As a member of the working force of America, I personally underwent several job interviews in my time. Despite my innermost fears and the intimidating competition I faced, I am proud to share that I came out rather unscathed and, thankfully, employed. From my experiences, I have learned that landing a position requires more than a laundry list of experience and credibility, and that your first impression is just as crucial to the interviewer as your list of skills. Thus, combining my own tips and those of popular career-related websites (such as Monster and About.com), I present to you a list of what to do and avoid when it comes to preparing your appearance for an important interview.
DO: Dress for success.
DO NOT: Dress to ‘impress.’
First and foremost, it is vital to keep in mind what qualifies as ‘appropriate’ for the job you are seeking. Alison Doyle, a job search and employment expert who writes for About.com, states, “The first judgment an interviewer makes is going to be based on how you look and what you are wearing. That’s why it’s always important to dress appropriately for a job interview.” For men, that usually means the standard suit-belt-tie routine, depending on the job that is. For women, however, there are more options. Women can wear a suit, long skirt and blouse, or modest dress to just about any job interview. Remember to keep your attire conservative and resist showing off cleavage. Make sure the interviewer knows you are a professional and must be treated as such, so keep any sort of sensuality to an absolute minimal.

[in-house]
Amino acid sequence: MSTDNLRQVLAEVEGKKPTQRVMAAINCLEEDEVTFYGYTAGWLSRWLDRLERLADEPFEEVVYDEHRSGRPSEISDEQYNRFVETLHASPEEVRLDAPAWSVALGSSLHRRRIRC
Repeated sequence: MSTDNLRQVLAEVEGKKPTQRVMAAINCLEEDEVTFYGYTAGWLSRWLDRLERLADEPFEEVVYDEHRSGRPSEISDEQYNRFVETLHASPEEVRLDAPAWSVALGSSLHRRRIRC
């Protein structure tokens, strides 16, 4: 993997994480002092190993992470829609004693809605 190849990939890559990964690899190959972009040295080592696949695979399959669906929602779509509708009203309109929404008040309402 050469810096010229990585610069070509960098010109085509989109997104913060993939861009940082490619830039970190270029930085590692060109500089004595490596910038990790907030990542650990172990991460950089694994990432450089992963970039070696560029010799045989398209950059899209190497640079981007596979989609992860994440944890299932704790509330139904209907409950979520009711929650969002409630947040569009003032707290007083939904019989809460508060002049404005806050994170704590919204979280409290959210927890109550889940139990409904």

DO: Stick to neutral or dark colors.
DO NOT: Arrive in an obnoxiously vibrant color to ‘stand out.’
While it may seem like a good idea to show up to a group interview in a ‘highlighter yellow’ blouse so that you can stand apart from the crowd, your outfit has a hefty possibility of coming across as loud and repugnant. Even worse, you may be remembered only for being a constant eyesore and not taken seriously as anything else. During an interview in which you would be competing for attention, your personality should be what sets you apart and your outfit only compliments your well-kept look. Stay away from the bright orange, the lime green, and the neon pink outfits in the closet and instead stick with the navy, black, or dark grey colors. These colors are generally more traditional and far less dramatic in appearance.